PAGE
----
Now, here’s the nub of it all. I have offered some advice that I think is freeing: It’s okay to say we don’t know when we don’t know. Now I want to apply the principle and issue a challenge. There are too many of us Christians standing dogmatically for young-earth creationism based on short pamphlets or web pages we’ve read about errors in radiometric dating. Deciding difficult, technically involved issues that way is bad policy. Even if the young-earth model turns out to be the correct one, making one’s decisions that way would still be bad policy.
I could extend the point far beyond pamphlets and articles. Earlier this year, a young-earth creation society invited me to raft the Grand Canyon and see (among other things) how its features could be explained by the Flood. Man, would I have loved the adventure! But I declined. I told them, “I am not a geologist today, and I’m not qualified to judge the arguments for and against your position. If I took this rafting trip I would still not be a geologist, and I would be, if anything, less qualified to judge the merits of your position, for I doubt I would be getting a balanced view on it.” It’s bad policy to think we could know the hard answers to the hard questions even after a week of study. What’s a week, after all? How long is a Ph.D. program?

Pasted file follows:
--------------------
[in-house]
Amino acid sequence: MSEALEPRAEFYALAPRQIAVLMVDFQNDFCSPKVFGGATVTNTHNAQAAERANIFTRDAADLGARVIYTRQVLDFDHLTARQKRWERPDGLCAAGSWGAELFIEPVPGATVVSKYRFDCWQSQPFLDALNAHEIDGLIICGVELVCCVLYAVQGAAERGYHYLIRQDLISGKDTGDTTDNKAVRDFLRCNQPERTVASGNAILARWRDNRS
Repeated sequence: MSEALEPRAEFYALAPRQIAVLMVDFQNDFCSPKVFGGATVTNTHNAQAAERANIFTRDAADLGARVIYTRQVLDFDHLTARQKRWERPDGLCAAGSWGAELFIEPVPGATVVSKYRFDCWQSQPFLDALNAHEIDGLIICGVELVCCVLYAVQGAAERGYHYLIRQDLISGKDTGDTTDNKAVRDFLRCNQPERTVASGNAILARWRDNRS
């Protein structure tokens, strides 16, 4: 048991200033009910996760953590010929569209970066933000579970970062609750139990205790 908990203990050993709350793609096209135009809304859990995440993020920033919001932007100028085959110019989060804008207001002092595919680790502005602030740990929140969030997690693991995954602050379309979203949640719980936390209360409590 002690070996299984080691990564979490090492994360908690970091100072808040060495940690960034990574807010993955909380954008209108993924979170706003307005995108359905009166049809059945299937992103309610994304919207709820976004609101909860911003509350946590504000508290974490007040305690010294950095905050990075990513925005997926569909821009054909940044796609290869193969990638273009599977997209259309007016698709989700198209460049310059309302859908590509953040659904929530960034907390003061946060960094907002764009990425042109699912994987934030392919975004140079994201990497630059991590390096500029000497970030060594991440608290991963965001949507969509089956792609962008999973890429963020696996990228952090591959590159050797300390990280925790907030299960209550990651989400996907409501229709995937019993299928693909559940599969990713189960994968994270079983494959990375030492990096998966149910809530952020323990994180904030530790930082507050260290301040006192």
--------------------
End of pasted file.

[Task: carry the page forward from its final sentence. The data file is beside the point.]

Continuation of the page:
It’s Okay To Say We Don’t Know
I’m all for study and learning, advancing our understanding of science, Scripture, and all of life. I’m totally in favor of being confident in what we really do know. Claiming we know more than we do, however, does not advance the truth, it undermines it. It’s an act of intellectual dishonesty toward oneself, and it damages our credibility with others.